Nasarawa State governor, Engineer Abdullahi Sule, has identified lack of good governance, as well as functional education, particularly in Northern Nigeria, as part of the reasons for rising security challenges in the country.
Engineer Sule made this known while hosting participants from the Executive Intelligence Course 14, from the National Institute for Security Studies, Abuja, at the Government House, on Monday.
According to the governor, Nigeria has been unlucky not to have witnessed good governance through the years, compared to most countries around the world that have entrenched good governance and are therefore able to maintain some level of security.
Engineer Sule however pointed out the issue of good governance must be seen to be all encompassing, broad based and not limited to political office holders, such as the president or governors.
“It’s not just about government officials, good governance must be demonstrated even in our homes. Has somebody been able to provide the leadership in his home?
“It’s not just about being a president or governor. Good governance must start from our own homes, our communities and goes back all the way,” he said.
The governor equally identified lack of functional education, especially in the Northern part of the country, as responsible for the insecurity across Nigeria.
While noting that there is no country in the world with zero security challenge, Engineer Sule said insecurity in Nigeria is further compounded by the absence of good governance, poor socioeconomic development and dysfunctional education, which produces mostly unemployable graduates.
“We have to be able to tell each other the truth. I think over the years, Nigeria has not been lucky to have good governance. Most of these countries around the world that you see are having good governance, they have been able to maintain some level of security,” he stated.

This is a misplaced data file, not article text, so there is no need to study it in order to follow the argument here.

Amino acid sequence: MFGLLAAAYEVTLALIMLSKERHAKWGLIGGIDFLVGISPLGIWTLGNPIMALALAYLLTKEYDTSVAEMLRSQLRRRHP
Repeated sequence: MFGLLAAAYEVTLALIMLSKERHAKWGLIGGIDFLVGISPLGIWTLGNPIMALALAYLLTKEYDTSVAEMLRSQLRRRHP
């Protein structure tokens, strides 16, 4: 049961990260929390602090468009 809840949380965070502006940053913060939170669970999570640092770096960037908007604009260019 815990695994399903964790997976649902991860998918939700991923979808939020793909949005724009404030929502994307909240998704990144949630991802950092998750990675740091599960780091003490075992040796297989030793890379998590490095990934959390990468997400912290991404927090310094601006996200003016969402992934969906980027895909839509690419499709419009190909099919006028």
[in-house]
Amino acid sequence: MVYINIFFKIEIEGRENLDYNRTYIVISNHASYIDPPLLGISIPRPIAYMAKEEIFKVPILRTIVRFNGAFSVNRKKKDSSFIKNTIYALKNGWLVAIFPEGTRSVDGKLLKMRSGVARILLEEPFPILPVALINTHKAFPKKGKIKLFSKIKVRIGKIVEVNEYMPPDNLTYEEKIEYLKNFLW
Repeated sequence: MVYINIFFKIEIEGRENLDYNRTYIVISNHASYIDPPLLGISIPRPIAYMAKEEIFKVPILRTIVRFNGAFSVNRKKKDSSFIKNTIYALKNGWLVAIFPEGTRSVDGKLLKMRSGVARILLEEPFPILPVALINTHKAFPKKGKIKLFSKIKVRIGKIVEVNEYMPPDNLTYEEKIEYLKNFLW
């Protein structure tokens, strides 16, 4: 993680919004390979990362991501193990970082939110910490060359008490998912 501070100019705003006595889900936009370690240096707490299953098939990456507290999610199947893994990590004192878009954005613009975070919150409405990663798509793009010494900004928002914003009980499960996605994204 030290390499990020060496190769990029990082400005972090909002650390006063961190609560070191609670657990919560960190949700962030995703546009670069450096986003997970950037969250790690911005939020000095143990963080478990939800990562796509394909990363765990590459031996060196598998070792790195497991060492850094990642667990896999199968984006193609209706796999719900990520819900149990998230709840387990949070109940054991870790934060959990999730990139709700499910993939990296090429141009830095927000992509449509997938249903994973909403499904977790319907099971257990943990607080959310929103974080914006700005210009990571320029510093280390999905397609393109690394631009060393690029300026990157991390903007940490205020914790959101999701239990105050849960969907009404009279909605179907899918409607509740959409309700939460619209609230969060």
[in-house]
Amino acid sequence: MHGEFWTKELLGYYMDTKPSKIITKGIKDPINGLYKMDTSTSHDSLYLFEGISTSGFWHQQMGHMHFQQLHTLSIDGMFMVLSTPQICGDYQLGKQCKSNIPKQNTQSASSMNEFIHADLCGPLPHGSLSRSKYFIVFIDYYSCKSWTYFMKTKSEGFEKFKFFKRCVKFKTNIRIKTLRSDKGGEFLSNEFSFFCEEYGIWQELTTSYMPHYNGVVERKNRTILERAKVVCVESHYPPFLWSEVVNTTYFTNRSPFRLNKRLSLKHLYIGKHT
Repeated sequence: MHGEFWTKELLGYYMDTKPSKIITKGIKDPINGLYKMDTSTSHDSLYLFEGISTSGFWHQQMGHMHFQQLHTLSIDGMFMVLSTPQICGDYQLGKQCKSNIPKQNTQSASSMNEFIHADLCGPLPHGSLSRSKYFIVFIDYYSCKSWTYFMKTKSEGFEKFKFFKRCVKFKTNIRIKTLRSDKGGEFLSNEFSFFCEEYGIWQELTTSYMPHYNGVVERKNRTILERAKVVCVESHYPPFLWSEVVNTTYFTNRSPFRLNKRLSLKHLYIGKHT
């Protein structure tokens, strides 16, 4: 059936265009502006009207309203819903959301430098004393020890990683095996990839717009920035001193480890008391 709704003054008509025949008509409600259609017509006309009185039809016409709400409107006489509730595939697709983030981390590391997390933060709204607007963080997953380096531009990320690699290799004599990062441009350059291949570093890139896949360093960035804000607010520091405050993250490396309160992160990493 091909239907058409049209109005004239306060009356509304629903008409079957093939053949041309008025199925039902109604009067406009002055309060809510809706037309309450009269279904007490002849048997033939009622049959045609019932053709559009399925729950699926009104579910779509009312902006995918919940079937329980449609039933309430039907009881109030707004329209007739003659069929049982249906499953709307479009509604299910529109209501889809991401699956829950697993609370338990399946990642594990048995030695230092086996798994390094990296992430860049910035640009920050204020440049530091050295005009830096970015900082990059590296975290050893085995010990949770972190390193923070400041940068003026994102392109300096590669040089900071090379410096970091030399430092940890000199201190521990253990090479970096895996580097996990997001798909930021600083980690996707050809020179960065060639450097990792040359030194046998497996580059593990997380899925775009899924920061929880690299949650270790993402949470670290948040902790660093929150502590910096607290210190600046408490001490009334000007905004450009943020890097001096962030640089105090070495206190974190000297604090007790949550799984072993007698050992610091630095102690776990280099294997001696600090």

He decried a situation where most states in the country are under policed, stressing that the number of security agencies in Nigeria are inadequate to fully tackle the mounting security challenges.
Citing Niger State as example, covering 11 percent of the total land area of the country, the governor lamented that the North Central state currently under siege from armed bandits, has less than 4000 policemen, even as there are some local government councils in that state that don’t have up to 150 policemen.
Speaking on the efforts of his administration to change the narrative in Nasarawa State, Engineer Sule, said the government is working hard to bring much needed development to the people, as encapsulated in the Nasarawa Economic Development Strategy (NEDS).
Having realised the significance of functional education in the development of the society, the governor said, his administration in its first year, devoted 27 percent of the budget of the state to education, jerking it up to 35 percent, the largest in the country, the second year.
“Nasarawa State is going through some level of transformation, we are a new state, for that reason, we will continue to change gradually. Nasarawa is actually what you consider a green field, an area where you can start from ground zero and be able to build,” he stated.
The governor added that the peace being witnessed in the state, is a collective effort, with all the security agencies operating in the state, working tirelessly to ensure lasting peace.
He also attributed the peaceful nature of the state to the administration’s inclusive governance, which is delivering good governance to every part of the state.
Earlier, Commandant of the NISS, Alhaji Ayodele S. Adeleke, said they were in the state, to share experiences that will enrich the participants, especially regarding the theme of the programme, “Governance, Security and Sustainable Development in Africa: Nexus, Prospects and Challenges.”
“The reason for our visit is to hear from you, your experiences that will enrich the participants on the theme of the programme.
“Because we know you are doing very well in the state. We want you to share with us what is the magic behind your giant strides. We want to draw from your wealth of experience during this visit,” he said.